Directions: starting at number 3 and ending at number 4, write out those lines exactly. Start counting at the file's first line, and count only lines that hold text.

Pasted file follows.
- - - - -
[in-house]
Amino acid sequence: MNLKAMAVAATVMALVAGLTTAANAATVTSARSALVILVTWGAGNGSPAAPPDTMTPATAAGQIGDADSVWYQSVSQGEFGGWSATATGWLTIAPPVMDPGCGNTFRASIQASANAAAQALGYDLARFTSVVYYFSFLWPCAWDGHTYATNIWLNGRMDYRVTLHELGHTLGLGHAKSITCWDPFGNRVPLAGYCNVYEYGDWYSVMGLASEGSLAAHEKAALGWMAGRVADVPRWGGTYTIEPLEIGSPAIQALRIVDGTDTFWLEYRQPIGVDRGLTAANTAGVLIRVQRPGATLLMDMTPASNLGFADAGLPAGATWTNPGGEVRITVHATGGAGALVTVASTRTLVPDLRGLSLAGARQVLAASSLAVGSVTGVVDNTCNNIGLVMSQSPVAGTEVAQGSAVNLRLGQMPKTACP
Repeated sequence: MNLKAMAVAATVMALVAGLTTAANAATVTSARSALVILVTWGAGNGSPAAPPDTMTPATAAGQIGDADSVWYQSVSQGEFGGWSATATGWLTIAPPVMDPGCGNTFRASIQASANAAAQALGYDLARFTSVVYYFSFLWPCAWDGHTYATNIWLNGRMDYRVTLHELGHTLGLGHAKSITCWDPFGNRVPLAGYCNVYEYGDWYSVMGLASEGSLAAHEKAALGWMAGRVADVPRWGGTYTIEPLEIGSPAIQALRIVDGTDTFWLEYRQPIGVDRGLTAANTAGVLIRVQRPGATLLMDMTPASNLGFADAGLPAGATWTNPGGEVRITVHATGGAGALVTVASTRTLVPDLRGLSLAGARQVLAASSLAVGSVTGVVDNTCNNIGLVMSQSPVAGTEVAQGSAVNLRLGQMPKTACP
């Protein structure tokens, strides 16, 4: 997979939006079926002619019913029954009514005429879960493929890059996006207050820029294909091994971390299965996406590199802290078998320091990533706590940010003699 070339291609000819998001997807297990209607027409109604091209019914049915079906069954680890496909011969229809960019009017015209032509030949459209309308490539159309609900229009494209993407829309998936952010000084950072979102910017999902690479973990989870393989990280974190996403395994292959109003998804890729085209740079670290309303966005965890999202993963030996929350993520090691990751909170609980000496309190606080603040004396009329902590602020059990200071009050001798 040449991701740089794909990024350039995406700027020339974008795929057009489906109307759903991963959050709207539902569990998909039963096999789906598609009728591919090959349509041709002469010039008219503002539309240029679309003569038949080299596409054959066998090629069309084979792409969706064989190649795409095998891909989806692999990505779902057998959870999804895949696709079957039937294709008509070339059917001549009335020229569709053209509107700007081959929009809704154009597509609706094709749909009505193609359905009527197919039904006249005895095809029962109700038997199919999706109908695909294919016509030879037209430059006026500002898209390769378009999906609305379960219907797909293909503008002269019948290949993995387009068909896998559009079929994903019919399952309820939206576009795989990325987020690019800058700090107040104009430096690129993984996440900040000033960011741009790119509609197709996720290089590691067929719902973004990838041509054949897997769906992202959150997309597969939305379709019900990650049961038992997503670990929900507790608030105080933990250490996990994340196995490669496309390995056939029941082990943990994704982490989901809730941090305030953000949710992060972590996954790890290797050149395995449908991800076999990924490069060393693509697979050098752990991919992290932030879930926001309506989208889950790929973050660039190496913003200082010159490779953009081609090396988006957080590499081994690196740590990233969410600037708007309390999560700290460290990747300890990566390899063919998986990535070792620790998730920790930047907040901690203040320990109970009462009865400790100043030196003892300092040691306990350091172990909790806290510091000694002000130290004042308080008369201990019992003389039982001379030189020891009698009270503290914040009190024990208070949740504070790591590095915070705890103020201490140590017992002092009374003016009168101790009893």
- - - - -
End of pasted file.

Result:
Repeated sequence: MNLKAMAVAATVMALVAGLTTAANAATVTSARSALVILVTWGAGNGSPAAPPDTMTPATAAGQIGDADSVWYQSVSQGEFGGWSATATGWLTIAPPVMDPGCGNTFRASIQASANAAAQALGYDLARFTSVVYYFSFLWPCAWDGHTYATNIWLNGRMDYRVTLHELGHTLGLGHAKSITCWDPFGNRVPLAGYCNVYEYGDWYSVMGLASEGSLAAHEKAALGWMAGRVADVPRWGGTYTIEPLEIGSPAIQALRIVDGTDTFWLEYRQPIGVDRGLTAANTAGVLIRVQRPGATLLMDMTPASNLGFADAGLPAGATWTNPGGEVRITVHATGGAGALVTVASTRTLVPDLRGLSLAGARQVLAASSLAVGSVTGVVDNTCNNIGLVMSQSPVAGTEVAQGSAVNLRLGQMPKTACP
């Protein structure tokens, strides 16, 4: 997979939006079926002619019913029954009514005429879960493929890059996006207050820029294909091994971390299965996406590199802290078998320091990533706590940010003699 070339291609000819998001997807297990209607027409109604091209019914049915079906069954680890496909011969229809960019009017015209032509030949459209309308490539159309609900229009494209993407829309998936952010000084950072979102910017999902690479973990989870393989990280974190996403395994292959109003998804890729085209740079670290309303966005965890999202993963030996929350993520090691990751909170609980000496309190606080603040004396009329902590602020059990200071009050001798 040449991701740089794909990024350039995406700027020339974008795929057009489906109307759903991963959050709207539902569990998909039963096999789906598609009728591919090959349509041709002469010039008219503002539309240029679309003569038949080299596409054959066998090629069309084979792409969706064989190649795409095998891909989806692999990505779902057998959870999804895949696709079957039937294709008509070339059917001549009335020229569709053209509107700007081959929009809704154009597509609706094709749909009505193609359905009527197919039904006249005895095809029962109700038997199919999706109908695909294919016509030879037209430059006026500002898209390769378009999906609305379960219907797909293909503008002269019948290949993995387009068909896998559009079929994903019919399952309820939206576009795989990325987020690019800058700090107040104009430096690129993984996440900040000033960011741009790119509609197709996720290089590691067929719902973004990838041509054949897997769906992202959150997309597969939305379709019900990650049961038992997503670990929900507790608030105080933990250490996990994340196995490669496309390995056939029941082990943990994704982490989901809730941090305030953000949710992060972590996954790890290797050149395995449908991800076999990924490069060393693509697979050098752990991919992290932030879930926001309506989208889950790929973050660039190496913003200082010159490779953009081609090396988006957080590499081994690196740590990233969410600037708007309390999560700290460290990747300890990566390899063919998986990535070792620790998730920790930047907040901690203040320990109970009462009865400790100043030196003892300092040691306990350091172990909790806290510091000694002000130290004042308080008369201990019992003389039982001379030189020891009698009270503290914040009190024990208070949740504070790591590095915070705890103020201490140590017992002092009374003016009168101790009893």